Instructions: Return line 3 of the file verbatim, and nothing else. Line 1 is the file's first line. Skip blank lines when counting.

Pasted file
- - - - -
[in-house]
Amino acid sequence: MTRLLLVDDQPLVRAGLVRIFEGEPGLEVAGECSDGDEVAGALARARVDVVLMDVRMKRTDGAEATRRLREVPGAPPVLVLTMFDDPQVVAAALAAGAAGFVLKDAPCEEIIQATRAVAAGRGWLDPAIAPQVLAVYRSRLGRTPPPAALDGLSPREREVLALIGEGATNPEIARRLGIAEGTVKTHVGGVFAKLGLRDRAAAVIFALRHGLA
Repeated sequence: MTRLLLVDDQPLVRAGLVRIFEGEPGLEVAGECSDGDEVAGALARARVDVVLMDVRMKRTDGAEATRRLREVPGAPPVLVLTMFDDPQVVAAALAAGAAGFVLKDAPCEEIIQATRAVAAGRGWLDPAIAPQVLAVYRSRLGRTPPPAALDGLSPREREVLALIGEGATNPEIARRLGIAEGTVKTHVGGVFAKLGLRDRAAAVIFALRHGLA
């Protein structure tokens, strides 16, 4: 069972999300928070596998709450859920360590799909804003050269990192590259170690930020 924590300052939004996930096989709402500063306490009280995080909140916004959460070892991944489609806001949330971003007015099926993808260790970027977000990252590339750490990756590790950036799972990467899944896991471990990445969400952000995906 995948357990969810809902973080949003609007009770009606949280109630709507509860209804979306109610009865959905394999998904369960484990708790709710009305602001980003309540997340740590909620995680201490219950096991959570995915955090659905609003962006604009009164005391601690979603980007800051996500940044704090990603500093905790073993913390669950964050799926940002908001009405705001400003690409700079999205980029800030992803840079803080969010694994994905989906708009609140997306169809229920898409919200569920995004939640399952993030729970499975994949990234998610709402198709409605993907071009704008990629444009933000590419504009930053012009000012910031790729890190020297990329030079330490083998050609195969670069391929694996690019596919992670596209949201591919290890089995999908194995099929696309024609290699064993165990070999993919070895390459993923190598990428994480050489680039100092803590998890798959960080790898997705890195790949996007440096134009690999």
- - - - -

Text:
Repeated sequence: MTRLLLVDDQPLVRAGLVRIFEGEPGLEVAGECSDGDEVAGALARARVDVVLMDVRMKRTDGAEATRRLREVPGAPPVLVLTMFDDPQVVAAALAAGAAGFVLKDAPCEEIIQATRAVAAGRGWLDPAIAPQVLAVYRSRLGRTPPPAALDGLSPREREVLALIGEGATNPEIARRLGIAEGTVKTHVGGVFAKLGLRDRAAAVIFALRHGLA